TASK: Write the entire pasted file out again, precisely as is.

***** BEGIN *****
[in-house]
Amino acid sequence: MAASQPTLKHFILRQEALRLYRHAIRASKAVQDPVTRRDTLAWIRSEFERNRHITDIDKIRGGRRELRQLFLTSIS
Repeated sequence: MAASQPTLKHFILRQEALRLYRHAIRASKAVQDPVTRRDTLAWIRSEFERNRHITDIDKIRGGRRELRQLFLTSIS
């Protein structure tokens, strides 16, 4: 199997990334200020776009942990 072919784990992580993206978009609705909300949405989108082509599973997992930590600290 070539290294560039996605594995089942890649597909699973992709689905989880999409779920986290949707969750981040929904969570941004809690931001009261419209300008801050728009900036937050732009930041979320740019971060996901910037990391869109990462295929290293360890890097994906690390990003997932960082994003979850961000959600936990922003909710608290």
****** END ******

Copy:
[in-house]
Amino acid sequence: MAASQPTLKHFILRQEALRLYRHAIRASKAVQDPVTRRDTLAWIRSEFERNRHITDIDKIRGGRRELRQLFLTSIS
Repeated sequence: MAASQPTLKHFILRQEALRLYRHAIRASKAVQDPVTRRDTLAWIRSEFERNRHITDIDKIRGGRRELRQLFLTSIS
């Protein structure tokens, strides 16, 4: 199997990334200020776009942990 072919784990992580993206978009609705909300949405989108082509599973997992930590600290 070539290294560039996605594995089942890649597909699973992709689905989880999409779920986290949707969750981040929904969570941004809690931001009261419209300008801050728009900036937050732009930041979320740019971060996901910037990391869109990462295929290293360890890097994906690390990003997932960082994003979850961000959600936990922003909710608290």